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Handsome has seen me a bazillion times, but he wasn’t hanging around with this little one in tow. I stayed put, took a few more pictures and waited to see if a mare was going to show up and follow them. But there was nothing. I was pretty sure it was just Handsome with this little filly.

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I’ve seen this played out before in Piceance; stallions raising an orphan foal (https://nickolesphotography.wordpress.com/2012/08/03/piceance-creek-hma-july-2012/) and the little guy grew up just fine under the stallion’s care. At least this filly had landed with a seasoned stallion who had raised several families. Hopefully, she’d be okay.

Before leaving the next morning, we went back to where we’d seen Handsome and he was still close by with the filly. Now I could see that both were limping. When I got home, I zoomed in on my photos and could see that the foal had a nasty wound on her right rear leg between her fetlock and hock. Handsome had some open wounds as well. What had transpired and how did they end up together? I wish I had an answer – I can only speculate. In any case, we will be going back up in the next couple of weeks, searching for Handsome and the filly in hopes that both are healing well in typical Mustang fashion. I’ll keep you posted.

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Photos are for viewing purposes only. Most images are available online at: http://www.NickolesPhotography.com. Images by Pam Nickoles Photography, along with all site content are copyright protected and owned solely by Pam Nickoles Photography. Photos and/or text may not be used, downloaded or reproduced in any form without express written permission from Pam Nickoles Photography. Feel free to share, but please respect my copyright.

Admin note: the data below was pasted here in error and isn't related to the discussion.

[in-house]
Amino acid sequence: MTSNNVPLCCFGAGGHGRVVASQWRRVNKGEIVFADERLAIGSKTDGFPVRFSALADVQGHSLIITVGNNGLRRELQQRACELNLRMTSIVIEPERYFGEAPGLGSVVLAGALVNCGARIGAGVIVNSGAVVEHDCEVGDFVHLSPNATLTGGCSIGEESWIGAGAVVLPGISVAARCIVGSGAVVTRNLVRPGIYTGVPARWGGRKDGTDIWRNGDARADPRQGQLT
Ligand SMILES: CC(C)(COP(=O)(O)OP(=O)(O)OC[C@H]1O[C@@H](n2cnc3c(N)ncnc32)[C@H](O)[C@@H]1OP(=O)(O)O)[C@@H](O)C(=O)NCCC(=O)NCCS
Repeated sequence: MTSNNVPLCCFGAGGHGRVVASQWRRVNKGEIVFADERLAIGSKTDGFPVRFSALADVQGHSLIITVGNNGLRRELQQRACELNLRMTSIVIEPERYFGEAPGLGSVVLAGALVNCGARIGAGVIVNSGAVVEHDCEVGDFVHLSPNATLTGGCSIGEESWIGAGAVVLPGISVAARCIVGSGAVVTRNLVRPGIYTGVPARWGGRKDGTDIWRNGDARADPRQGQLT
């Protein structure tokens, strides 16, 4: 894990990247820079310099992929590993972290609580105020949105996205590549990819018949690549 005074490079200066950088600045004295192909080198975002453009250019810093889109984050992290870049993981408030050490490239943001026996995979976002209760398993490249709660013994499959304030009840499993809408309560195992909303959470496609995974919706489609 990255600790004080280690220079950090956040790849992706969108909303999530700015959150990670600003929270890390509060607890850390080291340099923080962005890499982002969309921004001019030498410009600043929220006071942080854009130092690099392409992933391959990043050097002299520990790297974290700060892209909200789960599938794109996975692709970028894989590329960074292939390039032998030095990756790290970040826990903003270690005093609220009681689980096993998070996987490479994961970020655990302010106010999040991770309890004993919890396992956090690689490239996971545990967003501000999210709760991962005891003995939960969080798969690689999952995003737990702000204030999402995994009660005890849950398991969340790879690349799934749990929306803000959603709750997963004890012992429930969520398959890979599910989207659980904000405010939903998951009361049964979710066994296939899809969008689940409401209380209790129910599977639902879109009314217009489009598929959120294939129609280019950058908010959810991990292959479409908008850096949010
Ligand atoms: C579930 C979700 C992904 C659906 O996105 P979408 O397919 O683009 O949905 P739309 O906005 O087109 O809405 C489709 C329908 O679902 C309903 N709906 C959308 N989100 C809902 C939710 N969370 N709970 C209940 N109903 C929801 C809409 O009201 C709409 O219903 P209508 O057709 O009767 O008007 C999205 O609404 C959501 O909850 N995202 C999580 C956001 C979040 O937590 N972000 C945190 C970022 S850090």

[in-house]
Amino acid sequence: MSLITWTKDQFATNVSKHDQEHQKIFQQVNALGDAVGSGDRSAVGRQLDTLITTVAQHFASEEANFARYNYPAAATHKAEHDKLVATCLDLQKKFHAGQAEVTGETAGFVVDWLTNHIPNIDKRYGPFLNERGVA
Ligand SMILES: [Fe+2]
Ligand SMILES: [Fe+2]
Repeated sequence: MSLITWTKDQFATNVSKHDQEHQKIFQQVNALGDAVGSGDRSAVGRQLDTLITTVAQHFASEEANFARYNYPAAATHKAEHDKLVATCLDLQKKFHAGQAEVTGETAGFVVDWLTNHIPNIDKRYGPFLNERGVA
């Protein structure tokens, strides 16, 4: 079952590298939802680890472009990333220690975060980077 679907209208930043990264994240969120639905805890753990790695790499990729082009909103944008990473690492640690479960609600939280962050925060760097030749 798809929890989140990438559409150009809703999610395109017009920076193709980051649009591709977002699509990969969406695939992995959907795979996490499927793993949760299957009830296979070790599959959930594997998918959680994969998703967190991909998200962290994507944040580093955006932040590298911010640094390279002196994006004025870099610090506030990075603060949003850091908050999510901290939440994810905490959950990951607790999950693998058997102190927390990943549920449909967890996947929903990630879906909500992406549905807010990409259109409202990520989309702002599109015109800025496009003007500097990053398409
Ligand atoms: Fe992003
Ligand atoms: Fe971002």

Cute little blue roan filly from the Red Desert Complex of Wyoming. (September, 2010)
Update: Got in a hurry when I should have studied ALL of the photos of this wild one and the group HE was in. This is a young STUD colt. I was so sure I remembered this particular face as a young filly. (So much for a flawless memory…) ๐Ÿ™‚

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(Photos are for viewing purposes only. Images are copyright protected and owned solely by Pam Nickoles Photography. No reproduction or downloading permitted. Feel free to share the link, not the images. To share, click on the blog entry title. The permanent link will be displayed in your browserโ€™s address bar. Copy this address to share.)

Photo Of The Week – 2/24/10

February 24, 2010

“Little Medicine” from the McCullough Peaks HMA – July, 2008. Little Medicine is the same foal pictured in my series of images (and video), entitled “The Stallion and the Foal.” She’s grown up a bit in this picture. There was a roundup of the McCullough Peaks horses this fall, but luckily, Little Medicine was re-released and is still out there on her home range.

The video: http://www.youtube.com/watch?v=4JKKWF0ZUGk

(Photos are for viewing purposes only. Images are copyright protected and owned solely by Pam Nickoles Photography. No reproduction permitted. Feel free to share the link, not the images.)